My husband was trying to figure out where we were going to keep these things and finally settled on a black, rubber stock watering tank that wasn’t the size of a Prius. We picked out chick starter, grit, a heat lamp, feeders and other chick sundries while the box peeped incessantly in the cart. My son alternated between saying how cute they were and offering me recipe ideas. We finally made it to the checkout lanes with our chick stuff and our frantically peeping box and headed for the car…which is when I noticed that my son was wearing a sticker that said “I SAW THE CHICKS TODAY”. Did I mention he’s 21?

We got home with our new charges and set up the brooder box with fresh pine shavings, the heat lamp and food and water and added our new babies to their temporary home. They toddled around and sampled the food and water while breaking all laws about being cute. They were IMPOSSIBLY cute. I hung over the top of the brooder and was immediately, hopelessly and wildly in love with them.

An addiction was born…and I knew…I needed MORE.  I hadn’t read about chicken math yet.  Chicken math is a phenomenon that chicken owners are afflicted with and I apparently had a terrible case of it.  The ordinance I’d read said that where we lived, I could have more than six chickens.   If you’re stricken with chicken math, it doesn’t matter how many you already have, you always need more.

More.  Yep…that’s what I needed.


At some point, when I was really young, I fell in love with the country.   We lived in a small rural town in Illinois and although we could smell the stench when the local dairy farmer cleaned out his barn, I still felt as though I was a “city” girl.  Many of my friends lived in the country and I loved going to their farms, just to be out in the open ad see the animals and just the way everything smelled.  I couldn’t get enough.

Farms made my dad a wreck.  For some reason, he was convinced that a rogue farm implement was going to come careening out of nowhere and mow me down.  His second favorite scenario was that we would be somehow trampled by wild farm animals.  Since the anxiety of the thought of either of those two events made him nearly insane, I was not allowed to go to friends’ farm homes very often.  Which made me want to go even more.  By the time I was in junior high school, I was convinced that I would someday live on a farm…and would have to have my father sedated daily.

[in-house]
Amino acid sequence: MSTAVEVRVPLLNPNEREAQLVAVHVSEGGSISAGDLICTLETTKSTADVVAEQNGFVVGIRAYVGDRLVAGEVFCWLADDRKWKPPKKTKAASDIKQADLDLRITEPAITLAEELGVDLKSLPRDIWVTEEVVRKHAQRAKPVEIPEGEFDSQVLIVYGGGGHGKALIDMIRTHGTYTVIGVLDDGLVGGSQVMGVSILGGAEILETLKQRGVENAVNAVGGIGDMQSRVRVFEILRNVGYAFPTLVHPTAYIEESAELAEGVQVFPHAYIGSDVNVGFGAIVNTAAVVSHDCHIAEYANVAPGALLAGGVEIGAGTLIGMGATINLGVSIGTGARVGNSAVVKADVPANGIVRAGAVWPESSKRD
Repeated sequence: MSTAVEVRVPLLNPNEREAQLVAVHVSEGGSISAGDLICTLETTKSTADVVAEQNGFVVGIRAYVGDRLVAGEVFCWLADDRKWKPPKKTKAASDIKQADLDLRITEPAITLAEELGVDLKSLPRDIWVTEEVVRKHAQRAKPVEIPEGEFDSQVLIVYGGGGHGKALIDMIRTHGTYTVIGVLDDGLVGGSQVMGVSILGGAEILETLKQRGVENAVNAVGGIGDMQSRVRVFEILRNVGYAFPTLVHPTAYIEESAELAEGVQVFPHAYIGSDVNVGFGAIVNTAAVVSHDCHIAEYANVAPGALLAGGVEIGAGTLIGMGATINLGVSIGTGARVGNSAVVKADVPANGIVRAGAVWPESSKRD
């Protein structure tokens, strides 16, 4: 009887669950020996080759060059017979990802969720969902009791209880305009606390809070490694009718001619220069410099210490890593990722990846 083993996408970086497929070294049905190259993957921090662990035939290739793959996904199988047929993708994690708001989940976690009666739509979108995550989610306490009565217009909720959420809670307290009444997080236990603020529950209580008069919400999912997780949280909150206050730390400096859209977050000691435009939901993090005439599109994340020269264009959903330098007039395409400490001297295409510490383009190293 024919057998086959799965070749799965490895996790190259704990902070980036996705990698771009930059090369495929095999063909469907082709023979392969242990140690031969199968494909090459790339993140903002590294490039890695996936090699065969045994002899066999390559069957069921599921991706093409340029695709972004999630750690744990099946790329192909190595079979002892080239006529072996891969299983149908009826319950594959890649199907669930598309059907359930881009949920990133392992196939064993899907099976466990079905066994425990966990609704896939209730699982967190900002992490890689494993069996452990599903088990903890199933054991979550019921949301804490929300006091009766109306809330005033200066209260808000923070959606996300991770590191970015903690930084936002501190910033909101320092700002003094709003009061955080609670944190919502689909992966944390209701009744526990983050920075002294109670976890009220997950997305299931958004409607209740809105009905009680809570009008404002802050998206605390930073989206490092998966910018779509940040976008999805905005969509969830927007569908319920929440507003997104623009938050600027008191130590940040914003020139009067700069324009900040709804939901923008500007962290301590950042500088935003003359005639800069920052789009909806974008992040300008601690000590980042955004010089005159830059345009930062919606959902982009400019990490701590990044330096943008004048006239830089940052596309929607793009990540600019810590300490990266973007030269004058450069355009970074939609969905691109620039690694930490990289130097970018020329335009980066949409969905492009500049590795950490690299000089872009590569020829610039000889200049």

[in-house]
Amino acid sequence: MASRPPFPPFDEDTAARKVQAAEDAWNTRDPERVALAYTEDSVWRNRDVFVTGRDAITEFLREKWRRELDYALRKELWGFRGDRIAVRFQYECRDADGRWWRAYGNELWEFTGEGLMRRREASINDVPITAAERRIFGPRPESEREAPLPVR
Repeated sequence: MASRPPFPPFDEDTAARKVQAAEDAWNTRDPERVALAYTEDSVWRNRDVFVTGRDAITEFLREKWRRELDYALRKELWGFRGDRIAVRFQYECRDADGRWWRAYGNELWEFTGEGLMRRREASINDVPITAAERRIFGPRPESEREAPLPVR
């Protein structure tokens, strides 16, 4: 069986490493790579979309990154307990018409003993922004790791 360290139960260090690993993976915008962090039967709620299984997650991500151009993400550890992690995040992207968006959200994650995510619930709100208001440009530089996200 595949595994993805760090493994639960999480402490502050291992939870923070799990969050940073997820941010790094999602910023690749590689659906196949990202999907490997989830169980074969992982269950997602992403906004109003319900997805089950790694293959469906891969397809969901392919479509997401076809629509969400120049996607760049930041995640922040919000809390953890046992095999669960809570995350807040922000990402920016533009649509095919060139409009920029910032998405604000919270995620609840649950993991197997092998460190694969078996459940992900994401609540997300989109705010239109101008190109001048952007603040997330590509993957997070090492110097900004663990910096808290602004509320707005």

Every summer, I would spend about a week at my best friend/cousin’s farm.  If you look on a map for “Middle of Nowhere”, this farm was just south of there.  At least it seemed that way when you’re twelve.   I lived for that week in the summer when my aunt and cousin would come to visit for the day and I’d get to go home with them to their farm. A REAL farm.  Not one of those grain farm operations, although they did grow grain as well, this farm had all of the typical farm-type animals…cattle, sheep, pigs, chickens, ducks, dogs, cats and KITTENS.  The barn smelled of cattle and manure and above the cattle was the most glorious hayloft you’ve ever seen.  Huge soaring space sparkled with dust specs as sunlight streamed through the windows set high in the peak.  We would climb into the loft with a bag of my aunt’s giant chocolate chip cookies and lay in the sweet hay and eat cookies and laugh.  Convinced we were being horribly emotionally damaged by boredom, we would craft all sorts of schemes in that hayloft.  We never accomplished one of them, but it was always a good time to eat cookies and plan.

Every morning I’d awaken to the crowing of a rooster, the contented clucking of hens in the henhouse, the slamming of the doors of the pig feeder and the bleating of sheep.  We’d get dressed, eat chocolate cake or something equally inappropriate for breakfast, and head outside where we spent the entire day harassing the animals, eating all of the raspberries, or finding other trouble to get into.  I think that it was during those times at the farm, that I felt the happiest.  The days were long and hot, everything felt a little bit dusty, evenings seemed to stretch on forever.  In other words, it was perfect.  The worst part was returning back to town at the end of the week.